I have been doing programming puzzles for quite a while now, of the type found on Project Euler. As with any word problem, sometimes it’s a bit of a challenge just to understand what is being asked, but once that’s done the first solution that comes to mind is usually one that involves brute force, i.e. a complete enumeration of all the possibilities. Sometimes this is good enough, but many times the parameters of the problem make it impossible to find the solution by brute force, even if you could harness all the computers on earth from now until the heat death of the universe. Solving these problems often requires a change in perspective; for instance by expressing the problem in the language of graphs or matrices. If the problem is stated the right way, the right algorithm will often suggest itself in a moment of inspiration. But to getting to the point of inspiration was already a lot of work; there’s a significant upfront investment in learning enough about matrices or graphs or whatever else to know what algorithms apply and how to use them in anger against a tough problem. Actually executing the solution is another significant amount of work, and there are always further wrinkles that complicate things.
On the surface, day-to-day parenting doesn’t exaclty resemble a programming puzzle, but maybe it’s just a matter of learning how to translate challenges from the way in which they’re presented to a language in which they can be understood. With my limited understanding, I too often rely on brute force methods, but more in the sense of intimidation and yelling rather than going through all the possibilities. Where would I even begin to get the knowledge I would need to put myself in position to have the flashes of insight needed on a regular basis? Perhaps irrationally, I don’t believe that parenting books are the answer. Even if I could somehow figure it all out, how would I have the fortitude to apply things in real time?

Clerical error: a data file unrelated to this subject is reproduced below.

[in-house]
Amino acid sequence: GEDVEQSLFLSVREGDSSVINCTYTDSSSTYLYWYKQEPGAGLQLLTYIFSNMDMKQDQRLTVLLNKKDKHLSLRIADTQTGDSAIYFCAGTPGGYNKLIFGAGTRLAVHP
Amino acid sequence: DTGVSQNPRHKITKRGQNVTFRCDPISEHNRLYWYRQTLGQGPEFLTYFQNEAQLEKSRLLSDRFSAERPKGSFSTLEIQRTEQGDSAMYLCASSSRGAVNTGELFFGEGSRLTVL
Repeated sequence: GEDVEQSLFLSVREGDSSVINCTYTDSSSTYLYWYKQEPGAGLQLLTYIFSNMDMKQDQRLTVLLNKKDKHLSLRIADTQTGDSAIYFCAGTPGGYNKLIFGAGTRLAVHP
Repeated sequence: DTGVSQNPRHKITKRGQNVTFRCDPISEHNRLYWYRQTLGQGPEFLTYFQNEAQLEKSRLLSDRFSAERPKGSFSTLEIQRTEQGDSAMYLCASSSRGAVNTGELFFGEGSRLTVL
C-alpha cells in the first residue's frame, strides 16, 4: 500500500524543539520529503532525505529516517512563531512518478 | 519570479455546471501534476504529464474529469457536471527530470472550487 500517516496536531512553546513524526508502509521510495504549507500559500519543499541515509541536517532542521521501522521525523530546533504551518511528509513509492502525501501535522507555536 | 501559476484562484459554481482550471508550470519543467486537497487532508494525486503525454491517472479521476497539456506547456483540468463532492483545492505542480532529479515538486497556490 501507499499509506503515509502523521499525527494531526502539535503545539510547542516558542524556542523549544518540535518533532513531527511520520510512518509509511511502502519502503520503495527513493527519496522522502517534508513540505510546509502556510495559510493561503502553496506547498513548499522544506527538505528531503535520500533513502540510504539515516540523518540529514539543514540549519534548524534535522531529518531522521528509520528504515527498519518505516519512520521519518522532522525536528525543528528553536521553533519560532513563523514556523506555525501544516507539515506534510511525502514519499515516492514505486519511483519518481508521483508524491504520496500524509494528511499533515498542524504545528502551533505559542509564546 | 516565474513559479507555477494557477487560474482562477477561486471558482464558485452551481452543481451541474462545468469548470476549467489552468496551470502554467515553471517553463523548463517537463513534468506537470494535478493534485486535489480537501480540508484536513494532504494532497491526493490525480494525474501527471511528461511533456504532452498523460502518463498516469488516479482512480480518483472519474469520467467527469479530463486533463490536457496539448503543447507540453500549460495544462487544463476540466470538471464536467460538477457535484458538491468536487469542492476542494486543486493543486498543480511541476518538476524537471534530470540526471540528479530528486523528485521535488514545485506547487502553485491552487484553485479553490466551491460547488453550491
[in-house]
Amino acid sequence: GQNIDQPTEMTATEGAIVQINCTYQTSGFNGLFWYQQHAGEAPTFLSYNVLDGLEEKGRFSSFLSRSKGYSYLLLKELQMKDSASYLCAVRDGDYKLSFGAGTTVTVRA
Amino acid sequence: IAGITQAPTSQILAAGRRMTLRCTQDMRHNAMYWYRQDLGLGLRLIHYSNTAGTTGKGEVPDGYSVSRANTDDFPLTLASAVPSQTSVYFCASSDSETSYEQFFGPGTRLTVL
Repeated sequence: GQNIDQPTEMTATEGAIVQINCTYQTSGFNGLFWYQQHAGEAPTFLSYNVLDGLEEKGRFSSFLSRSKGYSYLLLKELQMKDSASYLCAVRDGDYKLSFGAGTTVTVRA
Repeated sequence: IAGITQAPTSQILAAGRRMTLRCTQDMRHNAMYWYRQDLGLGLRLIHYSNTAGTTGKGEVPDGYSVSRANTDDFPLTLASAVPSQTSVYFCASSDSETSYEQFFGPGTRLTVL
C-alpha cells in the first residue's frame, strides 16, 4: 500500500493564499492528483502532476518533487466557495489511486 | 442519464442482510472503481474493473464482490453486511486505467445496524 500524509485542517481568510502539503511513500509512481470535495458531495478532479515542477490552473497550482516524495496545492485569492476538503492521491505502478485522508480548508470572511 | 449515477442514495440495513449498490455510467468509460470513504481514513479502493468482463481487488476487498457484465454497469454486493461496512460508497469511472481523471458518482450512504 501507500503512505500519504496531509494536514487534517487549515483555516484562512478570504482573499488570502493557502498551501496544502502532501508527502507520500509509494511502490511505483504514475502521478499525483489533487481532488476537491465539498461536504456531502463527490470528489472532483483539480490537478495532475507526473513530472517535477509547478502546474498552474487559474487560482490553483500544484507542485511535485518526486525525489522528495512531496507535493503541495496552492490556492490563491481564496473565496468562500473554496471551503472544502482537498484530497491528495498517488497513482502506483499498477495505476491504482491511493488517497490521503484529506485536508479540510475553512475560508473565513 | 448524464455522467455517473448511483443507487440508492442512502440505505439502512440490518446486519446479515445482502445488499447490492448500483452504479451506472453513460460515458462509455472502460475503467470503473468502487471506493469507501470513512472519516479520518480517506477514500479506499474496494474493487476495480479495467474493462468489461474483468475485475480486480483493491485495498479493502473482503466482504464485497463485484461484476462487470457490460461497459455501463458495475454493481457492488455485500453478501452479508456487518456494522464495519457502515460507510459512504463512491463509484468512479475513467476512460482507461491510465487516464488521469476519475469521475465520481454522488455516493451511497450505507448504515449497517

I had one brief excursion into parenting by algorithm. At times it seems that Elena and Roman compete over everything, no matter how trivial, from who can get into the car first to which bathroom they get to use for washing up before meals. The end-of-day fight was always over who got to be first in the tooth brushing queue, so I decided to try a random method. For more than a week, we flipped a coin to make the determination, with the caveat that since this was an unbiased, random method (not exactly easy concepts for a six year old and four year old to grasp), there was no reason to fuss or cry about it and if they ever did so, we would give up on this strategy and go back to the old way. After losing the coin flip four days in a row, Elena lost her cool, and we haven’t used that method since. There’s an old investing maxim: “the market can stay irrational longer than you can stay solvent.” Even though the strategy didn’t last very long, maybe the fact that they’ve had an early lesson in the martingale fallacy will pay dividends much later on.